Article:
Lack of communication:
This is the biggest challenge for humanitarian organisations working in Ethiopia since the state of emergency was declared. In some parts of the country, staff have access to emails only during office hours while others do not have any access. Access to the Internet is highly restricted and this is a potentially serious security concern. Staff in Ethiopia might not be able to contact security advisors in headquarters to report an issue or ask for guidance if they do not have access to their emails. Furthermore, traditional media is now the only source of information and it is controlled by the government. Therefore, getting information from outside this channel to understand what is happening in the country and what could become a security concern is near unachievable. This lack of communication results in keeping aid workers on the ground in the dark, which is far from ideal.
Travel restrictions have been imposed by the government as part of the state of emergency. Humanitarian organisations had also implemented travel restrictions to protect staff during the violent protests before the state of emergency was declared. This double restriction is an obvious hurdle for humanitarian programmes to continue as before. Staff cannot easily travel to visit and implement programmes. There is a risk of extortion and of greater collateral damage due to the instability in certain parts of the country. Areas that have seen the majority of protests and violence, such as in the west of the Amhara region and most parts of Oromia, are particularly affected. At the beginning of the state of emergency aid workers also faced goods scarcity, such as lack of fuel, which added to the issue of travel restriction. Fortunately, fuel is now available again.
Meetings and trainings cannot be held under the state of emergency due to restrictions on group gatherings. Therefore, any security training for staff cannot take place in country, with possible implications on the ability of staff to respond to potential future security threats developing in the country during the state of emergency.
These limitations faced by aid workers have an obvious negative impact on their work and security. The principal consequence is a delay in implementing activities, and a generally slower pace of work in some cases. It seems that logistical challenges represent the main impact of the state of emergency on aid workers. Logistics can play a key role in safeguarding aid workers and the negative impact on logistics in Ethiopia should not be played down.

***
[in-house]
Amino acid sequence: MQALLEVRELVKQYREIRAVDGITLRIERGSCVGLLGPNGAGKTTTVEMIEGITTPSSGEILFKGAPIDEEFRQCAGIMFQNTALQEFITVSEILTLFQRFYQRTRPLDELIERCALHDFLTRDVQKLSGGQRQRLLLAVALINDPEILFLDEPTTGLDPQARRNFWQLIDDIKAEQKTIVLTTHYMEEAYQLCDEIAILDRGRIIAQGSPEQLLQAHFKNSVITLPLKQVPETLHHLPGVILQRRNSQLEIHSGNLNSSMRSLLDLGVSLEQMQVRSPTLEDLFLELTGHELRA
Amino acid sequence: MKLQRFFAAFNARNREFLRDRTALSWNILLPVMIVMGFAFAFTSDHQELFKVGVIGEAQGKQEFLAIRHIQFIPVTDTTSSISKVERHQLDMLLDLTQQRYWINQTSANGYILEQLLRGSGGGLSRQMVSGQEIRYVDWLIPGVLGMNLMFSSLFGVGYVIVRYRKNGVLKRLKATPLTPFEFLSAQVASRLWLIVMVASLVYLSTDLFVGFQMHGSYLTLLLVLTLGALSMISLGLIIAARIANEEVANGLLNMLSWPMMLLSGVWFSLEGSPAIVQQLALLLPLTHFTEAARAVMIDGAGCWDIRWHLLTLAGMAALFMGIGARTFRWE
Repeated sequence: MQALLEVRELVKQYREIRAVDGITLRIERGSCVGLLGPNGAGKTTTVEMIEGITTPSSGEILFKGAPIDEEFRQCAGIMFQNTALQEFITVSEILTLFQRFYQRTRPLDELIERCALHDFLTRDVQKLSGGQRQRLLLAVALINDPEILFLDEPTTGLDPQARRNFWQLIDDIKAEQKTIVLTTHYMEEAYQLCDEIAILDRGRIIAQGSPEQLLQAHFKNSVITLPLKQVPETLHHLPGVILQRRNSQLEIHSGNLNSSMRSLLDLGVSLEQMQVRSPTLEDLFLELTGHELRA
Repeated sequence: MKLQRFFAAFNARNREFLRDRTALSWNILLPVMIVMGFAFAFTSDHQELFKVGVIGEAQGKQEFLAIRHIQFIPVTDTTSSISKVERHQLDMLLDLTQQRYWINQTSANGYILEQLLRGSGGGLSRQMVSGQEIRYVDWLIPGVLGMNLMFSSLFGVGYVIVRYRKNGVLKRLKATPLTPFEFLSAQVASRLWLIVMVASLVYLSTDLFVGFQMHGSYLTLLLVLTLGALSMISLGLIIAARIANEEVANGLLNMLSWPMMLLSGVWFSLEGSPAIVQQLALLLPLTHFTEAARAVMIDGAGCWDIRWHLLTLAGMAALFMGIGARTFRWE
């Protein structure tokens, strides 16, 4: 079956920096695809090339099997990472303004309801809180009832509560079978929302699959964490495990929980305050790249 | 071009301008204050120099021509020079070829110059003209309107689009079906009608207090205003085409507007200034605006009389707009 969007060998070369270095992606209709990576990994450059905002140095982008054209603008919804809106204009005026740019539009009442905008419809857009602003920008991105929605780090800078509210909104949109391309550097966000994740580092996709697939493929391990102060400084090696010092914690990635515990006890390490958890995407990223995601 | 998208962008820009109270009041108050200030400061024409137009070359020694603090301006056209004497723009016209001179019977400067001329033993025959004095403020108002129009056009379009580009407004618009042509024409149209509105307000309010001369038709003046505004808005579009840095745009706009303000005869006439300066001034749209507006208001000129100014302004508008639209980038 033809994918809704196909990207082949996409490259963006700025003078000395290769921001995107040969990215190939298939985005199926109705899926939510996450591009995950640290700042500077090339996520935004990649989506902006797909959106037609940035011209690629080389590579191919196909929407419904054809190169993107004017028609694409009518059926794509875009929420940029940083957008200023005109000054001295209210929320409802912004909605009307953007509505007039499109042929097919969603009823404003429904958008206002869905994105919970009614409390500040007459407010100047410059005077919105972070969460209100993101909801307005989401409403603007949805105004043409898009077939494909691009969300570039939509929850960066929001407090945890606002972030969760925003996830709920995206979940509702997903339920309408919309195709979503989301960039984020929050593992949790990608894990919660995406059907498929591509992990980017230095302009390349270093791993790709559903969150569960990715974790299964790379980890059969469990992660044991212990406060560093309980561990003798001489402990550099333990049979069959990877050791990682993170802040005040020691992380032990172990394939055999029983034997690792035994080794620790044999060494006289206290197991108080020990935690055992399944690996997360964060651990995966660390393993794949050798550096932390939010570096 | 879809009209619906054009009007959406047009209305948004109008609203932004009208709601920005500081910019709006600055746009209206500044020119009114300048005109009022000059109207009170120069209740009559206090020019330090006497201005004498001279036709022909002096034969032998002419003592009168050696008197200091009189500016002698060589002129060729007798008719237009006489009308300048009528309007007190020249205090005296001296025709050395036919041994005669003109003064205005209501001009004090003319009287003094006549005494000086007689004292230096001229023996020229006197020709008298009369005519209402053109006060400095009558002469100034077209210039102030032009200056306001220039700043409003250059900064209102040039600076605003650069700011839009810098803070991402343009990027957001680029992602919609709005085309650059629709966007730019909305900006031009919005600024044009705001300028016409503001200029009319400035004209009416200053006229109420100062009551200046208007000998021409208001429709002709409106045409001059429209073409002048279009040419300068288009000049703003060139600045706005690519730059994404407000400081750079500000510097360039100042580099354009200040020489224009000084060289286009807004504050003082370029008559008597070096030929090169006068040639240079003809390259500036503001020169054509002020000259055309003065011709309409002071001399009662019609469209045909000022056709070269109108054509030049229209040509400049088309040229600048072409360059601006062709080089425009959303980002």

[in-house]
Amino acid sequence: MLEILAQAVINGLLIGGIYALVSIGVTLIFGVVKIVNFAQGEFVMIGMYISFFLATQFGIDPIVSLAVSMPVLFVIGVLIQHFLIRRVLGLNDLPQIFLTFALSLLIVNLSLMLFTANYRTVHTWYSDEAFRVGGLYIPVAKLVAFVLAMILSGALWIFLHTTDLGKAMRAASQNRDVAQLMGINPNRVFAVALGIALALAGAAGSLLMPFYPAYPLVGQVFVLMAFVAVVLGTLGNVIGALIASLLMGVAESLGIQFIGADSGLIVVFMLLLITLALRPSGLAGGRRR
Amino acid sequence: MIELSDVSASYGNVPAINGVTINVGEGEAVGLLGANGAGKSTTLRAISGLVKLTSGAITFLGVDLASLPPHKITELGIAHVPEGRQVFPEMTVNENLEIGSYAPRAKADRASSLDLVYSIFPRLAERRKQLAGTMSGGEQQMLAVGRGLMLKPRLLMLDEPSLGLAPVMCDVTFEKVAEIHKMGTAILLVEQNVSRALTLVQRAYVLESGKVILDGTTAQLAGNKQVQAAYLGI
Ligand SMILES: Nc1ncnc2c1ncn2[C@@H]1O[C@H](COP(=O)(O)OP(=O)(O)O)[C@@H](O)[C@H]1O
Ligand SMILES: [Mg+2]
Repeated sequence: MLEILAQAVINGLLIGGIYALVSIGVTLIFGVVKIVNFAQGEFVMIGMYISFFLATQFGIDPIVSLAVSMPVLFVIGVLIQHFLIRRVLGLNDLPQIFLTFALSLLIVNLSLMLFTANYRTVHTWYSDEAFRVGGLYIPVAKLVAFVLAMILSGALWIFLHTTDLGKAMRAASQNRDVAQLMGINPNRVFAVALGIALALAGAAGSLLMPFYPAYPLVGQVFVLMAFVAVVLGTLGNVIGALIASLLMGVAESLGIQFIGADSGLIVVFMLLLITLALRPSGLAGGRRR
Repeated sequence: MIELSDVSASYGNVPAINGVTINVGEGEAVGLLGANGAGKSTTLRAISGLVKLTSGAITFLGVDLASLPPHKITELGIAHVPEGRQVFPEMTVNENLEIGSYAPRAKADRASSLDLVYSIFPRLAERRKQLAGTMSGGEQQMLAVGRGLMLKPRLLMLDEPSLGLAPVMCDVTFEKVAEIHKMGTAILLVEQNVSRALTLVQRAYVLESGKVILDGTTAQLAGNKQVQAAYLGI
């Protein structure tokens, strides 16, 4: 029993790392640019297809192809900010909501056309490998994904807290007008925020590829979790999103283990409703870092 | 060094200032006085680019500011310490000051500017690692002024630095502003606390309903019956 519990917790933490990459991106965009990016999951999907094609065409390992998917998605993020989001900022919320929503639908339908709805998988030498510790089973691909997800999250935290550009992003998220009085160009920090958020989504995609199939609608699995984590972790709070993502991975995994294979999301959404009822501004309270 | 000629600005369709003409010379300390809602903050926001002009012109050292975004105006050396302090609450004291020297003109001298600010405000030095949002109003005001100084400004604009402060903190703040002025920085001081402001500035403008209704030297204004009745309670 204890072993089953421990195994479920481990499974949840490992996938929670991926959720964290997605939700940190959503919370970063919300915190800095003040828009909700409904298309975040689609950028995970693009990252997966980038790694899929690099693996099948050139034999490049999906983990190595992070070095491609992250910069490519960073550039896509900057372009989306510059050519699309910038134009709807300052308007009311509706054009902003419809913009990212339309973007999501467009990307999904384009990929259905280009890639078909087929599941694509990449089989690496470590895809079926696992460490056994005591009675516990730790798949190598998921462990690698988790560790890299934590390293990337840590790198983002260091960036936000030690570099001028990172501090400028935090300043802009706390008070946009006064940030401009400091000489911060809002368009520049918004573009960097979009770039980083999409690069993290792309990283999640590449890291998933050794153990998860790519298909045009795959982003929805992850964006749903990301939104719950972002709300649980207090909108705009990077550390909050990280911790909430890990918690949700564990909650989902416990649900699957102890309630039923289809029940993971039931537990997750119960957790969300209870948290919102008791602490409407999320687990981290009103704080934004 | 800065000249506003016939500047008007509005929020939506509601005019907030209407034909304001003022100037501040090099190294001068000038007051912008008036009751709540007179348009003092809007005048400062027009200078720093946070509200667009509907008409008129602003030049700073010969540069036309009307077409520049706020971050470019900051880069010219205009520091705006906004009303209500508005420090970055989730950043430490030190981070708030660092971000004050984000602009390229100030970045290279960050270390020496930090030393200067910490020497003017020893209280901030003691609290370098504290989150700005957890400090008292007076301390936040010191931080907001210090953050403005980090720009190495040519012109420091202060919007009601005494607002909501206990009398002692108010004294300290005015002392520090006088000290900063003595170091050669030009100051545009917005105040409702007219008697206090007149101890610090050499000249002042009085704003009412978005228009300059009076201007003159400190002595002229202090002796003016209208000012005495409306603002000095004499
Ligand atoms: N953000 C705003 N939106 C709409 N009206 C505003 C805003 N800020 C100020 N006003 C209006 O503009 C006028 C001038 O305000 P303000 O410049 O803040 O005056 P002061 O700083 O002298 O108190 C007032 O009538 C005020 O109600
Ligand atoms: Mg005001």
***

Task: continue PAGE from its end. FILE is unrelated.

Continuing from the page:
What are organisations doing differently since the state of emergency was declared?
Organisations have not taken drastic steps to protect their staff. However, as mentioned above, travel restrictions have been imposed. Staff are asked to stay away from areas where protests are likely to be held, near governmental or commercial buildings for example. Security planning should have resulted in offices not being near these buildings.
Other adjustments have been made, like allowing staff to stay at the office overnight if necessary. This allows staff to avoid commuting, which is when employees are most at risk of robbery and collateral damage in the current situation. Staff do not have access to the Internet at home and this arrangement of spending long periods of time in the office could result in increased stress. Staff might have to take into account family obligations for example, and because this situation is not concretely hibernation, they are unlikely to follow the security advice of staying in the office overnight.
Organisations have also re-asserted the importance of staff not getting involved in protests and in political discussions online to safeguard the organisation’s independence, reputation and ability to operate in Ethiopia.
What future developments should be expected?
What happens next during the six-month long state of emergency is difficult to predict. What is certain is that it all depends on how the government and protesters react to each other’s actions. The state of emergency should be powerful enough to restrain some of the protests’ force and reach. At the time of writing, more than 1,600 people have been reportedly arrested but activists say that this number is far from the reality, with suspected arrests being much higher than those officially reported. This development does not indicate that the government is prepared to hear protesters’ call for change, and this may result in more protests and a stronger, more repressive government. Staff responsible for the security of their colleagues are paying close attention to how the situation develops in Ethiopia, and aid workers there will likely continue to face restrictions due to the state of emergency and their organisations’ safeguarding mechanisms.